Stevia

Stevia is a plant native to South America. Processed from the plant’s leaves, stevia is many times sweeter than sugar. It contains zero calories however, and none of the negative side effects of artificial sweeteners.

However, I offer a caution with stevia. Some people experience an unpleasant aftertaste with it. And some products contain stevia that is processed with chemicals, making it a less than desirable sugar substitute. Read labels.

Look for pure, organic stevia, available as a liquid, dissolvable tablets or in powdered form. Purchase pure organic powdered stevia by clicking on photo below. Because a little stevia goes a long way, when substituting for sugar in recipes other bulking agents such as more flour or fruit puree must be used. I’ve never personally used stevia, so I don’t have a recipe for this one!


Which Natural Substitutes for Sugar Do I Use?

Since becoming plant based, I’ve tried all of the above natural substitutes for sugar, with the exception of stevia. However, I purchase dark chocolate chips sweetened with organic stevia and it’s a good product.

I primarily use coconut sugar and organic maple syrup for baking. Raw honey is perfect to drizzle over fresh berries or add to turmeric milk. Dates add sweetness to pie crusts and fruit bars.

Breaking the Sugar Habit

For me it became important to break the habit of having “sweets” after a meal or with afternoon tea. Nowadays, my snacks are fruits such as apples, watermelon or a bowl of mixed berries. By choice, I reserve baked goods and cookies for celebrations or infrequent treats.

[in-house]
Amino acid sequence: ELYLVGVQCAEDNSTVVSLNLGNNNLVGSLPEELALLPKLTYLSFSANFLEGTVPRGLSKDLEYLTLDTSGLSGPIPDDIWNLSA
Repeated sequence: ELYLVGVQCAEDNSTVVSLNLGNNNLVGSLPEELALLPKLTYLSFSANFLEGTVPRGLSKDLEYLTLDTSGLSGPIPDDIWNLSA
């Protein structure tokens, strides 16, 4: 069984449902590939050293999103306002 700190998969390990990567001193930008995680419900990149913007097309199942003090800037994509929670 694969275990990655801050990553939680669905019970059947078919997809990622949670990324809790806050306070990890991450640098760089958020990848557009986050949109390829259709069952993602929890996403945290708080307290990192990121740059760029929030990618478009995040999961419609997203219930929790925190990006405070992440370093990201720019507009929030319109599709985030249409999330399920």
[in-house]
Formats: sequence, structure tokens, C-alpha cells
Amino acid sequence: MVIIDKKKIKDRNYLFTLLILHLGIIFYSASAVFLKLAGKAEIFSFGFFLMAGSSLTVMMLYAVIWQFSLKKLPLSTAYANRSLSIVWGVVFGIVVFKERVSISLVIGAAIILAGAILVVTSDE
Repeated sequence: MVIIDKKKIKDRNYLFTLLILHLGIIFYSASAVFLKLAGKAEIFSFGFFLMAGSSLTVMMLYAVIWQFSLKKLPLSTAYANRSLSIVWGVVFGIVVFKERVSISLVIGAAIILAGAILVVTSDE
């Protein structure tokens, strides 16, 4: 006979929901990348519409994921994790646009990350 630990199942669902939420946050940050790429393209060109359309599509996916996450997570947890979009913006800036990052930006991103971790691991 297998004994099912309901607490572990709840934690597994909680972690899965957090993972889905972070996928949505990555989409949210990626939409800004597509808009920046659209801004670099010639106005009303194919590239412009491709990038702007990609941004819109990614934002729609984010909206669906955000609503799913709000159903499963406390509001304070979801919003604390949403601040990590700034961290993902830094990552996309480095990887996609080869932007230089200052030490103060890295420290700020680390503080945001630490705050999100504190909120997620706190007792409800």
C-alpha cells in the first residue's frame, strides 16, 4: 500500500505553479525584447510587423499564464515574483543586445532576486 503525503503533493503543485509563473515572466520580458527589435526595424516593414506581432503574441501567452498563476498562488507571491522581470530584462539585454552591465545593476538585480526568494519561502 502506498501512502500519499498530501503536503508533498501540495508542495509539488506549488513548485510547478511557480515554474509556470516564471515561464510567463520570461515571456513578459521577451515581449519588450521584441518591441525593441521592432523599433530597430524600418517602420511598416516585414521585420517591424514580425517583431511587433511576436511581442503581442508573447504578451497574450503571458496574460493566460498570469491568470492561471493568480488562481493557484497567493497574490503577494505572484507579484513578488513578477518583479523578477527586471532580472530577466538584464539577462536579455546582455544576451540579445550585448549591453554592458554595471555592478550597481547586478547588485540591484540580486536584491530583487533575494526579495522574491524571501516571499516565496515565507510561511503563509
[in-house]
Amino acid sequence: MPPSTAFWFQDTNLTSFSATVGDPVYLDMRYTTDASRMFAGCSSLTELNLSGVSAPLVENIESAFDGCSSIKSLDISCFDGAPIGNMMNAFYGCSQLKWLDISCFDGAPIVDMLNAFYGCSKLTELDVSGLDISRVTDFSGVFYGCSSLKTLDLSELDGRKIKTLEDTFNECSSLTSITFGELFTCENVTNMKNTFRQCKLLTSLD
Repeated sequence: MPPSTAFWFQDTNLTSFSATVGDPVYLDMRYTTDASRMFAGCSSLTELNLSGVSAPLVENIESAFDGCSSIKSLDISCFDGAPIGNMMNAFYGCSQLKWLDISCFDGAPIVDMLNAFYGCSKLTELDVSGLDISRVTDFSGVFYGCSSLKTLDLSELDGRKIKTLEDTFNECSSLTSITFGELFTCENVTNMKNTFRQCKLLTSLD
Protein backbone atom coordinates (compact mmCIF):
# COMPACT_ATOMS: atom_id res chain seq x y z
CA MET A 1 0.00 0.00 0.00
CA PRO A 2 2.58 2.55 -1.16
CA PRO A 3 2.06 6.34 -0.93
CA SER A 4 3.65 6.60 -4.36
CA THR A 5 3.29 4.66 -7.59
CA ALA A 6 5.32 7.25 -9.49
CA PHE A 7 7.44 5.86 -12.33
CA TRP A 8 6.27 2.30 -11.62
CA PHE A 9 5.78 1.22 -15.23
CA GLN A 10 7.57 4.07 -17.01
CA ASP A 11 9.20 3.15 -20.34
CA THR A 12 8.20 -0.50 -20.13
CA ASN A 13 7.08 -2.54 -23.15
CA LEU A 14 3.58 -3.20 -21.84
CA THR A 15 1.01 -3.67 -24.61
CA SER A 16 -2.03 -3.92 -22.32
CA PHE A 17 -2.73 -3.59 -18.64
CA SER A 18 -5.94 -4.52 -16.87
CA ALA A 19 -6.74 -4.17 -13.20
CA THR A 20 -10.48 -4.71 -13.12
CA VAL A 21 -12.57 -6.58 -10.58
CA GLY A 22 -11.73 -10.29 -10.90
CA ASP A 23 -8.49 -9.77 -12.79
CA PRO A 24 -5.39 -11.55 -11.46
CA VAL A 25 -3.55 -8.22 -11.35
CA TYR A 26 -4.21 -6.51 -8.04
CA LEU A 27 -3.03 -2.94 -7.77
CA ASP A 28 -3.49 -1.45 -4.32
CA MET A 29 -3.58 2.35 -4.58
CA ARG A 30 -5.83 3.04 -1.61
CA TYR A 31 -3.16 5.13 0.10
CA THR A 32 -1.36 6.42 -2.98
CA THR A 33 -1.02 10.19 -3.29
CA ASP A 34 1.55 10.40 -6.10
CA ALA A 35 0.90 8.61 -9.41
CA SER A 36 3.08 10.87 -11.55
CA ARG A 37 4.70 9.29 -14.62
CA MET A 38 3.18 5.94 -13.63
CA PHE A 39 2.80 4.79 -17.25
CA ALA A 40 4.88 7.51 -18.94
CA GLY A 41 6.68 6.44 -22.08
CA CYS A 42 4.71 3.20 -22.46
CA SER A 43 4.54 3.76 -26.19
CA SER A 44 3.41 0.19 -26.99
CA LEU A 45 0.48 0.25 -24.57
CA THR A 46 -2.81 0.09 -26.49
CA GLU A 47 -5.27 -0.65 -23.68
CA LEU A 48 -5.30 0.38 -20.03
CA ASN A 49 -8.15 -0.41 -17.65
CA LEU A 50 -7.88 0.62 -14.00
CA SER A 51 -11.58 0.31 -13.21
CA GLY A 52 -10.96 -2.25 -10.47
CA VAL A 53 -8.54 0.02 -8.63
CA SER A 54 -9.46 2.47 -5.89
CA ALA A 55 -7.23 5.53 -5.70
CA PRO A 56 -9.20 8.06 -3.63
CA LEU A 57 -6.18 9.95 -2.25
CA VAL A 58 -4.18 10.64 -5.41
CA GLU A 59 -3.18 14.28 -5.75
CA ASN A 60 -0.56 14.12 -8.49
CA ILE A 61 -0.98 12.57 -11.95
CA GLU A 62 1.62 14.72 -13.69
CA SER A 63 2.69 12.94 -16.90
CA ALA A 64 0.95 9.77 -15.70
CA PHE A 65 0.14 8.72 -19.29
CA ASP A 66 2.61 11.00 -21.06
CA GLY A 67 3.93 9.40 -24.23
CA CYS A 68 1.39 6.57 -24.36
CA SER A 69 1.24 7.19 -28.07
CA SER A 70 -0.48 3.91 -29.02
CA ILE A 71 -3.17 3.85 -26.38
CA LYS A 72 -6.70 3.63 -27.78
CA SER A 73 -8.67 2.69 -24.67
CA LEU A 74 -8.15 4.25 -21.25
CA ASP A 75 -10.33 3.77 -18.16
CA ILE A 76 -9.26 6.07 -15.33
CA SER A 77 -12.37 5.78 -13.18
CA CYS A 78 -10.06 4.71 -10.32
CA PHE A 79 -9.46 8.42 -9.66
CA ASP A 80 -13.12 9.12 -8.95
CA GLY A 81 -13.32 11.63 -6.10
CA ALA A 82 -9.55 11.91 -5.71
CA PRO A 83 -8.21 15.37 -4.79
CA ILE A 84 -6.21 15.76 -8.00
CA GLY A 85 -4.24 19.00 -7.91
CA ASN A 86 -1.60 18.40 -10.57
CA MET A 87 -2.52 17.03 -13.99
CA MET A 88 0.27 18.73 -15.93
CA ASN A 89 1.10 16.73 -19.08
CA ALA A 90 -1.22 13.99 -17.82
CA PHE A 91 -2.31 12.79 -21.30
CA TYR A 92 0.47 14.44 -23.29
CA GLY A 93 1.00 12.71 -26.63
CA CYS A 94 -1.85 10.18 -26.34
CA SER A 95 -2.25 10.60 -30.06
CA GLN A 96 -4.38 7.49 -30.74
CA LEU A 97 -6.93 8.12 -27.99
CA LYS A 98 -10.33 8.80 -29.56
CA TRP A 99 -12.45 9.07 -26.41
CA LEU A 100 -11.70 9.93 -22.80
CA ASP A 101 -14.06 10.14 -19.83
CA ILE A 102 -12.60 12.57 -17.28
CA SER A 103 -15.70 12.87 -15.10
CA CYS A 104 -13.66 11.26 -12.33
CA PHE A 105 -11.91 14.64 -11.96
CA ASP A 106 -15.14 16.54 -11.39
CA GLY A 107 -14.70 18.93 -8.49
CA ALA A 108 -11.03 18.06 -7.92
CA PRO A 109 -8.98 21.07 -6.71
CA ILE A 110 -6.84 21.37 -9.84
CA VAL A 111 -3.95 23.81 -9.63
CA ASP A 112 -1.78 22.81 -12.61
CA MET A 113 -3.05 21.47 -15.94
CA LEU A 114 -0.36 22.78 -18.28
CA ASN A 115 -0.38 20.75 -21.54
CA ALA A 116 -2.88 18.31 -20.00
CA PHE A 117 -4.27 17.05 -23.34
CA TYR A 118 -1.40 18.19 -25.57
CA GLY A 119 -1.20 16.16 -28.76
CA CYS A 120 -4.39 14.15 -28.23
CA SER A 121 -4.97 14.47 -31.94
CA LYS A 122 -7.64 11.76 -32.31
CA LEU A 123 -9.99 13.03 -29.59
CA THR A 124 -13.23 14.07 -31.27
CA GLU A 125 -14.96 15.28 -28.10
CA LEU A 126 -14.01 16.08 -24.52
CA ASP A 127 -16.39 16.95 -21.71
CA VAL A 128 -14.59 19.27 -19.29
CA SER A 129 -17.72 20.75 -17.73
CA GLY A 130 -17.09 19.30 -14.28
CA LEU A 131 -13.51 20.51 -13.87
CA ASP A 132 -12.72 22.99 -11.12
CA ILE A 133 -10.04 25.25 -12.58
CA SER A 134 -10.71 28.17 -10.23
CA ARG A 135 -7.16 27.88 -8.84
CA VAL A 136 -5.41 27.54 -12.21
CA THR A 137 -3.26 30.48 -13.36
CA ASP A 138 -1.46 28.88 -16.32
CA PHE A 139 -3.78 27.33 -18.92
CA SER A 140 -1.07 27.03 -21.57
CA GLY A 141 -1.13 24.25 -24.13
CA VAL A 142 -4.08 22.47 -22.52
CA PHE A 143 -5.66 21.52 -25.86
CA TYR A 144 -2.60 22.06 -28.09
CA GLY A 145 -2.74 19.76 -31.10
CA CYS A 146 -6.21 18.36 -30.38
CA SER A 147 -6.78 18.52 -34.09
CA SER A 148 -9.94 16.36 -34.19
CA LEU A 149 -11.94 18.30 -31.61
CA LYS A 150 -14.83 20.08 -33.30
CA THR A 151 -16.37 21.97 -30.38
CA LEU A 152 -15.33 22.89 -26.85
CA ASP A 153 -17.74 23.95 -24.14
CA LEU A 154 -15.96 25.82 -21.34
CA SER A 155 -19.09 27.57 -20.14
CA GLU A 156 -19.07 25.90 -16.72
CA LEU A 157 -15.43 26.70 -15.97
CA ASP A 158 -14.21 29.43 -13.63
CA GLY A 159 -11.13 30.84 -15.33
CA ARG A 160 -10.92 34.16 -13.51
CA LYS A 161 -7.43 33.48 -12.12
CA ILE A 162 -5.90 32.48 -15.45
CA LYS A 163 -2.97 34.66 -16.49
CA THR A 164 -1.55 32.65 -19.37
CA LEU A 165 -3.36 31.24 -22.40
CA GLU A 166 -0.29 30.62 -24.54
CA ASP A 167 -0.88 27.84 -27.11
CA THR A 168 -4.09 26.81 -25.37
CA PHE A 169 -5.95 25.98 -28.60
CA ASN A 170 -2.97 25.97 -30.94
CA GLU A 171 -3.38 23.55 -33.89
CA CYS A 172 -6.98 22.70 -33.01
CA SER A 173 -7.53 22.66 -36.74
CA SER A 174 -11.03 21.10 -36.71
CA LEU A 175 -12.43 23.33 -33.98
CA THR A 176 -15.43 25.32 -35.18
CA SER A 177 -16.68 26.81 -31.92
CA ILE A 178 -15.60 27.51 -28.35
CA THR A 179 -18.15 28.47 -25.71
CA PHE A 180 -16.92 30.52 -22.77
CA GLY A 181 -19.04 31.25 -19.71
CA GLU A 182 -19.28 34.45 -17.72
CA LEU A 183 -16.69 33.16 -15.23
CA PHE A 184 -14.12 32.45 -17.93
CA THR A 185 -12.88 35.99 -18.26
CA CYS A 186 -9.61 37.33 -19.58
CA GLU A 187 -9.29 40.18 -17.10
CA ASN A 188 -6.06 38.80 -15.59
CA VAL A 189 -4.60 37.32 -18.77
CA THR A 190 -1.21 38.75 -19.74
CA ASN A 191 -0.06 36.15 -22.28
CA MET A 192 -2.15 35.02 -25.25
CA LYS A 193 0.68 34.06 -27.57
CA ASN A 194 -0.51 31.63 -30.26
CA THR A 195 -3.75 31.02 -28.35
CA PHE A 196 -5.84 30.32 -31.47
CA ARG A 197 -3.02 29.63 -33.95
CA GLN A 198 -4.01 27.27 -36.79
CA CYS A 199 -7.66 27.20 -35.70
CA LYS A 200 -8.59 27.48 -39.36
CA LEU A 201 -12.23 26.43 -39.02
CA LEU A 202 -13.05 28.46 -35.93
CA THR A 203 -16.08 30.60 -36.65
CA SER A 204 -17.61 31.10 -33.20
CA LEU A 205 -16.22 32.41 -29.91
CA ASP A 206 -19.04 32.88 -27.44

When I do want to try a new recipe or honor a special occasion, it is wonderful to know that healthy and tasty natural substitutes for sugar exist…and I can use them without guilt or ill effects!

6 Natural Substitutes for SugarGluten free, refined sugar free pancakes with fruit and organic maple syrup.

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Signs of Dehydration and Foods that Hydrate

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Everyone knows the importance of drinking enough water. And yet, 75% of Americans are chronically dehydrated. By definition, dehydration occurs when more fluids are leaving the body, through sweating, breathing, urinating, defecating and crying, than coming in.

It seems simple enough to prevent dehydration. Just drink enough water. However, for many people, the thought of chugging glass after glass of water throughout the day is daunting. In addition, other drinks that we might reach for instead of water fail to satisfy thirst.  And they actually contribute to ongoing dehydration.